UK’s MPC set to hike in May, but is the market pricing in enough?

Last week the Bank of England’s Monetary Policy Committee (MPC) left rates on hold at 0.5% as expected by the market, but the Minutes that were released showed a central bank very clearly intending to hike at the next meeting in May. A surprise to the market was the fact that the vote to leave rates on hold came in at 7-2, versus market expectations of a unanimous decision.


The statement included the following passage;


“As in February, the best collective judgement of the MPC remains that, given the prospect of excess demand over the forecast period, an ongoing tightening of monetary policy over the forecast period will be appropriate to return inflation sustainably to it’s target at a more conventional horizon.”




Source: Bloomberg



With recent data showing rising retail sales and near record low unemployment in Britain, as well as inflation remaining well above the MPC’s target of 2% (headline CPI is at 2.7% currently), the only factors that the MPC has been concerned about is the sustainability of the global growth picture, and he potential negative impacts of Brexit on the UK economy.



Source: Bloomberg


As more and more data is released it is becoming clearer that in general the global economy is continuing to do well.  The IMF in January released an upbeat report on the global outlook, revising the growth forecasts to 3.9% from 3.7%.


There has also been some positive development since the Brexit situation, with the EU Council on Friday endorsing a transition period and the opening up of a new strand of negotiations on the future relationship, which gives the UK more time to come up with a solution on the Northern Ireland border issue.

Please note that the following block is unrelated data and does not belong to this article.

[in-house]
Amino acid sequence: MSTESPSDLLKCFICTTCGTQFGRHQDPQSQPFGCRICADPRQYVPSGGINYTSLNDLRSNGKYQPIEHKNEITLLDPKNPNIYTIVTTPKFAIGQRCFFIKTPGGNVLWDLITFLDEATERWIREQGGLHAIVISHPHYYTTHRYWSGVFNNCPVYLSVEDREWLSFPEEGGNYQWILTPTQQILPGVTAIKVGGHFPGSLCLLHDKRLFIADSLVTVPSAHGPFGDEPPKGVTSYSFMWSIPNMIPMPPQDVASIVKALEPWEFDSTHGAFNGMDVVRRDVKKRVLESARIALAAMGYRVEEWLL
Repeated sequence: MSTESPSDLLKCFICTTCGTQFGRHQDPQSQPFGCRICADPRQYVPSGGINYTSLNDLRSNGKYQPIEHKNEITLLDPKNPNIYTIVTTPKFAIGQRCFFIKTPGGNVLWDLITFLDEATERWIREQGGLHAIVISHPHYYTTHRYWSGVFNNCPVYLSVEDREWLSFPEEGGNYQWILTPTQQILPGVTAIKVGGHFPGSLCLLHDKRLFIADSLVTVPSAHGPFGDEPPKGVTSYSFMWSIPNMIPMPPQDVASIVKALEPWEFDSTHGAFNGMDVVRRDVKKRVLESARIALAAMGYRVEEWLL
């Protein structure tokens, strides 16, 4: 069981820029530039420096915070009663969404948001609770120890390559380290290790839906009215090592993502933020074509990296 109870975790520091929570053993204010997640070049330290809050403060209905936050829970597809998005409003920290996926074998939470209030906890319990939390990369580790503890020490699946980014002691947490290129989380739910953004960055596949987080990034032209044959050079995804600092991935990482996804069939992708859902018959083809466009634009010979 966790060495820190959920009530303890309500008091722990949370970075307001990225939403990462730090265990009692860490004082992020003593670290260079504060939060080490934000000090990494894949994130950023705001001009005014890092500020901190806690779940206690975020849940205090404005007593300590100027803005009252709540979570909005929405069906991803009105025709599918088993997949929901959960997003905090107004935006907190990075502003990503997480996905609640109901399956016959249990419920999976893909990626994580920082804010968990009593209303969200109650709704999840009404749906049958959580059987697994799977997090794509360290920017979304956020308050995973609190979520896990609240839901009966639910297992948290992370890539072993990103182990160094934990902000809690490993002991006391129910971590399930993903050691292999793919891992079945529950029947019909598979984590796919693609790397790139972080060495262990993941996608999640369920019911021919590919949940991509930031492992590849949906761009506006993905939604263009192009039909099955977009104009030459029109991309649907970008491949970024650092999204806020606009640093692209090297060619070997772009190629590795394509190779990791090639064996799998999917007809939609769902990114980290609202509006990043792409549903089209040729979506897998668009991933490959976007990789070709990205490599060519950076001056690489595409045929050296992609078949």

Amidst this backdrop, the question becomes; how “limited and gradual” the rise in UK interest rates will be post- the May hike. The market is currently pricing in only three rate hikes over the next two years, which seems very low compared to the pace and overall tightening in previous cycles.  There is a good chance that rates will rise faster than the market expects.  What this means for GBP is up for debate, as more than just interest rate differentials drive currency markets, and our core view is for a depreciation of GBP this year relative to both USD and EUR, but if the market decides to up their forecast for rate hikes, we could see a short-term rally in GBP before the sell off.



Author: John Glover


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